Saturday, April 30, 2016

Easter Becomes Latest Official Excuse to Limit Freedom of Assembly in Russia

Paul Goble

            Staunton, April 30 – As Sofya Mokhova points out in a Rosbalt commentary, Russian officials have come up with a variety of excuses to deny Russians their constitutional right to peaceably assemble.  Some of them may be rational; others are clearly not; and some especially in the case of occupied Crimea are “exotic.”

            But this year, the coincidence of May Day and Easter has opened the way for Russian officials to deploy not only all their usual justifications for preventing those the regime doesn’t like from marching or meeting but also a new one: marches and meetings, they say, could prevent Russians from attending Orthodox services.

            Mokhorova writes that the proclivity of Russian officials to find “ever more means of refusing to agree to protest actions” suggests that the country is proceeding along the path toward a police state” in which only pro-government marches and meetings will be tolerated (

                Among the methods the authorities use in refusing to give permission to opposition groups are scheduling pro-government activities at the same time and place, claiming that a given place is being repaired, suggesting that the group will violate laws on promoting this or that banned idea, and pointing to mistakes in applications.

            Sometimes the excuses reach truly amazing heights, Mokhrova says. In Barnaul, officials refused to allow a demonstration that planned to use dolls to make its point. They said only people could do that.  And in occupied Crimea, the Russian authorities have pointed to the risk of the spread of African swine flu in denying marches.

            But this year, Russian officials are using the coincidence of May Day and Easter to refuse to give permission for demonstrations almost certainly because they fear that these events could lead to serious protests but ostensibly because they want to ensure that all Russians who want to attend Orthodox Easter services will be able to (

            Rosbalt journalist Dmitry Remizov says that officials in numerous regions have invoked Easter services as a reason not to allow May Day demonstrations, thus making them “’more holy than the pope’” given that the Moscow Patriarchate’s press service has said that it doesn’t see a problem with celebrating both on the same day.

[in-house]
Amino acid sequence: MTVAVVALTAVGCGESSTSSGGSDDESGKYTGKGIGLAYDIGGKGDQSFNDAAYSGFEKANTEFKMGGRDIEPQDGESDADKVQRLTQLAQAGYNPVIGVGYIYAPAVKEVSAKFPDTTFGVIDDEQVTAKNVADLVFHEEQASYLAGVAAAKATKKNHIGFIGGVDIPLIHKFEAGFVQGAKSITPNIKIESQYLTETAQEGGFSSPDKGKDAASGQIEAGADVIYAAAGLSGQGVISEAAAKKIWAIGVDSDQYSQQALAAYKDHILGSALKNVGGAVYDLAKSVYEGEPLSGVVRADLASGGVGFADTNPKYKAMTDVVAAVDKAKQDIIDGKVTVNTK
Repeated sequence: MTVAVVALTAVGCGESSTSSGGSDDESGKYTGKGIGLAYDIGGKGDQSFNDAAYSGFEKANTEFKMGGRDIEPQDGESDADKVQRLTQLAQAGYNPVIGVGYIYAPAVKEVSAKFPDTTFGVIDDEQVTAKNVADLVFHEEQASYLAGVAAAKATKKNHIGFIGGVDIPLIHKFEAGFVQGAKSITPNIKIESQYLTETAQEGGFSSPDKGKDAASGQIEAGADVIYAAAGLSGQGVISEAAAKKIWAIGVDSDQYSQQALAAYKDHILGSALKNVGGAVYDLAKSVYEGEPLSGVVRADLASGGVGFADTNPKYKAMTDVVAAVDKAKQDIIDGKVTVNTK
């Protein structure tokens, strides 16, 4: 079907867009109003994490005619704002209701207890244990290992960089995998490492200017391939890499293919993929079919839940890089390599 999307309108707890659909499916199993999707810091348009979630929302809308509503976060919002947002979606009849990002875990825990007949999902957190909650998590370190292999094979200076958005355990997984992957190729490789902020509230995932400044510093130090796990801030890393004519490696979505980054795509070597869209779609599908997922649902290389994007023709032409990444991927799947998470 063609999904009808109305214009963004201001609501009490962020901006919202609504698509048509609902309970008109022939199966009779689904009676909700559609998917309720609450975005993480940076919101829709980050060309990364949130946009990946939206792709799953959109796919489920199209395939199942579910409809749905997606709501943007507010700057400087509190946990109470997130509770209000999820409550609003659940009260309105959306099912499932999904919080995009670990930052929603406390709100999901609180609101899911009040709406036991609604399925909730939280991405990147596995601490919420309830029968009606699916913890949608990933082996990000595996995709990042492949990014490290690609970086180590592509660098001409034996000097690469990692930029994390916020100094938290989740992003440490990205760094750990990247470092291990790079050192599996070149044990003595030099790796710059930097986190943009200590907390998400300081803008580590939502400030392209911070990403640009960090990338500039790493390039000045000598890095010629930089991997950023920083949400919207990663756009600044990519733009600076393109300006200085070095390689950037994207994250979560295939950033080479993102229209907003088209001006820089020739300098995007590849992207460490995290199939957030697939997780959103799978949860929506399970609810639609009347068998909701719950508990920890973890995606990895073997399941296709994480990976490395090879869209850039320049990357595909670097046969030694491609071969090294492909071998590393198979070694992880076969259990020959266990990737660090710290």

Vadim Abdurrakhmanov, a KPRF leader in the Khanty-Mansiisk AO, says that Easter services are just an excuse. In fact, he argues, “the powers that be are afraid because they know what the economic and political situation in the country is.” People want to protest and May Day is a traditional occasion to do so.

            Andrey Korablyev, a member of the Union of the Militant Godless in Tyumen, is even blunter: officials will use anything including Easter to prevent people from meeting and marching.  No May Day demonstrations will prevent Russians who want to from going to church given that the former last only a half an hour or so and the others go on all day.

            Anna Ochkina, head of the Moscow IGSO Center for Social Analysis, says that the way the authorities are using Easter as an excuse is “very strange” because most of the people who attend May Day demonstrations don’t go to church and vice versa, although it is possible that the authorities really don’t understand.

            They probably think, she says, that “the Russian people are entirely part of the church” and that May Day demonstrations would interfere with their attendance. But if they do, Ochkina concludes, this only shows “once again” that “the authorities do not know the people which they are trying to govern.”

Russia’s ‘Christian Culture’ Precludes Business as Usual with West, Lavrov Says

Paul Goble
Staunton, April 30 – Having threatened Stockholm with unspecified military responses if Sweden joins NATO, Russian Foreign Minister Sergey Lavrov says in an interview with “Dagens Nyheter” that Russia’s “Christian culture” makes it impossible for Moscow to continue to pursue “business as usual” with the West.

Such an approach, the Russian diplomat continues, is “absolutely impossible because this business ‘as usual’ as it is understood in the West, in the EU and in NATO means only one thing: that we all should and must above all become like they are” ( and

And the West’s “everything is permitted” approach “contradicts the fundamental bases of our culture, which is based on the Orthodox religion, on Christianity,” Lavrov continues.